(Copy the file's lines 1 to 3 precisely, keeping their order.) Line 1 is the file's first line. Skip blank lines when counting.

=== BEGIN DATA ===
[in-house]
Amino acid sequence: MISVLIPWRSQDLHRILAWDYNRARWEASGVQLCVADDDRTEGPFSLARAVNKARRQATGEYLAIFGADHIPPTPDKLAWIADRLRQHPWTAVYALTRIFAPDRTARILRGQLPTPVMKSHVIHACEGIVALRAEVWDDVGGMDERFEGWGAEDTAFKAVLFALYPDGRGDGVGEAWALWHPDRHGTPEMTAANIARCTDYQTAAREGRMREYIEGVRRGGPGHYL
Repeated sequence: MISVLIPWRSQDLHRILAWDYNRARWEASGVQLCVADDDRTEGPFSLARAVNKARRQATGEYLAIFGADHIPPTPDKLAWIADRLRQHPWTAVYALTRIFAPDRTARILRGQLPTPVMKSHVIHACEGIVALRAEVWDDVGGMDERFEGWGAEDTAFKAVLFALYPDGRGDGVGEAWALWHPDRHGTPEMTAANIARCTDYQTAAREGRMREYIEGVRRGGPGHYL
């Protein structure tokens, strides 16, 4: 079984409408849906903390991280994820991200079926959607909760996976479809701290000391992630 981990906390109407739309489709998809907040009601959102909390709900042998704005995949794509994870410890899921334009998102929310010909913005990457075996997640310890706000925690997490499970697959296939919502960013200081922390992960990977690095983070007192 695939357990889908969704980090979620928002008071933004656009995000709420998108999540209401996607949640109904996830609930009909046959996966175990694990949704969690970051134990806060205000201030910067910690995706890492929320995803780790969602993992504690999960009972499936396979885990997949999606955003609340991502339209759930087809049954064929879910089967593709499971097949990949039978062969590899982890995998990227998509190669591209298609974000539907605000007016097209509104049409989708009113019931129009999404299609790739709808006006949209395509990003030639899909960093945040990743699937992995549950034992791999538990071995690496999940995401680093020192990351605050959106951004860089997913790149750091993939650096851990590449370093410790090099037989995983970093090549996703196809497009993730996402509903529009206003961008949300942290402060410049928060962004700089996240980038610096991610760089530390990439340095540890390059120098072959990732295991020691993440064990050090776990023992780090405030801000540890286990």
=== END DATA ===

[in-house]
Amino acid sequence: MISVLIPWRSQDLHRILAWDYNRARWEASGVQLCVADDDRTEGPFSLARAVNKARRQATGEYLAIFGADHIPPTPDKLAWIADRLRQHPWTAVYALTRIFAPDRTARILRGQLPTPVMKSHVIHACEGIVALRAEVWDDVGGMDERFEGWGAEDTAFKAVLFALYPDGRGDGVGEAWALWHPDRHGTPEMTAANIARCTDYQTAAREGRMREYIEGVRRGGPGHYL
Repeated sequence: MISVLIPWRSQDLHRILAWDYNRARWEASGVQLCVADDDRTEGPFSLARAVNKARRQATGEYLAIFGADHIPPTPDKLAWIADRLRQHPWTAVYALTRIFAPDRTARILRGQLPTPVMKSHVIHACEGIVALRAEVWDDVGGMDERFEGWGAEDTAFKAVLFALYPDGRGDGVGEAWALWHPDRHGTPEMTAANIARCTDYQTAAREGRMREYIEGVRRGGPGHYL